Zalman Deitsch was one of the students who would frequent my house, and he would learn with me as well. I was already attending a yeshivah in Montreal, but before my Bar Mitzvah that summer, he suggested I go to the Chabad yeshivah in New York to study.

“It’s a fantastic yeshivah,” he told me. “You’ll love it there.”

So in 1965 I came – a young and petrified boy –  to the Lubavitch Yeshiva on the corner of Bedford and Dean streets in Brooklyn, New York. Everyone was very nice to me, but it was a tremendously new experience. During my first year, I had the merit of having an audience with the Rebbe.

My yechidus took place right after my Bar Mitzvah, which had been back in Montreal. The Rebbe was extremely warm, and when I came in he looked at me and asked, “Have you been to my farbrengens?” (more…)

Rabbi Yaakov Shpitzer & Professor Aryeh Durst

8 June 2022

Rabbi Yaakov Shpitzer

In 1981, my niece, Tzippy – my brother’s daughter – was diagnosed with a severe form of leg cancer, malignant melanoma. The doctors at Rambam Hospital in Haifa were very pessimistic about her chances of recovery. One doctor gave her only one month to live. Obviously, her parents did not take the news very well, and they were at a complete loss as to what to do. She was a young girl – only nineteen years old – and an only child.

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One Friday night, while my family and I were in middle of our Shabbat dinner, my neighbor, Rabbi Leibel Friedman, paid us a visit. He said, “I heard about your niece. You should know that the only person nowadays who can help her is the Lubavitcher Rebbe. My advice is that you go see him in the United States and do whatever he tells you to do.”

I was a little surprised to hear this coming from him, since he wasn’t a Lubavitcher chasid, but I listened to his advice and as soon as Shabbat ended I began making arrangements for the trip. I did not have a visa, and I knew that on Sundays the American consulate would be closed, so I contacted Rabbi Menachem Porush, who was a deputy minister in the Labor Ministry at that time. After hearing me out, he promised to assist in any way possible. I don’t know how he did it, but twenty-four hours later I was on my way to New York.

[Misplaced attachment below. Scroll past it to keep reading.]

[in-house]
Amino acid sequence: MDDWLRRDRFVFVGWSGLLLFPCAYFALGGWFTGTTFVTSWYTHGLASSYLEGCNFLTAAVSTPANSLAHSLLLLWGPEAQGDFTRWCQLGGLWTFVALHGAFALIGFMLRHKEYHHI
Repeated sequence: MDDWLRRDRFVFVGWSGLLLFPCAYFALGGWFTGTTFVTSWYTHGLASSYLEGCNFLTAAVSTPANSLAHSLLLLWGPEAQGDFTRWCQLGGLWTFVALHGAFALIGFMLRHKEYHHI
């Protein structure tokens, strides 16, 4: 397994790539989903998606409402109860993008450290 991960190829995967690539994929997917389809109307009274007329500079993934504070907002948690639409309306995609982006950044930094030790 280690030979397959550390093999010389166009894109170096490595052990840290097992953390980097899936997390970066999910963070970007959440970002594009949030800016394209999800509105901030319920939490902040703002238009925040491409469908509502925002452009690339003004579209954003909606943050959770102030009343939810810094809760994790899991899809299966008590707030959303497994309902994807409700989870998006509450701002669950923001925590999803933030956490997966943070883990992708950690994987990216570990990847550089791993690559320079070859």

Immediately upon my arrival, I took a taxi to Crown Heights. I located one of the Rebbe’s secretaries, and after telling him the whole story, he promised to arrange an audience as soon as possible.

The next night, at around one in the morning, I entered the Rebbe’s study. Immediately, I experienced a feeling which is impossible to put it into words. Anyone who did not experience it will never understand.

The Rebbe looked at me and asked me what I needed. I attempted to hand him the X-rays and written diagnosis that I had brought with me, but he told me that he didn’t need them. “Just describe the problem, please,” he requested. (more…)

Rabbi Moshe Havlin

1 June 2022

I came from Israel to visit the Rebbe for the festive month of Tishrei, 1973. During that visit, we noticed a number of changes to the Rebbe’s regular conduct. He cried profusely while blowing the shofar on Rosh Hashanah, as well as at the close of Yom Kippur. During the intervening Ten Days of Repentance (at the very moment Israel’s enemies were finalizing their plans for a surprise attack, as we later learned) the Rebbe called for children’s assemblies “to subdue the enemy.” And he spent hours giving out coins, for charity, to the children – another departure from his norm at the time. Once the Yom Kippur War broke out, we understood what this was all about.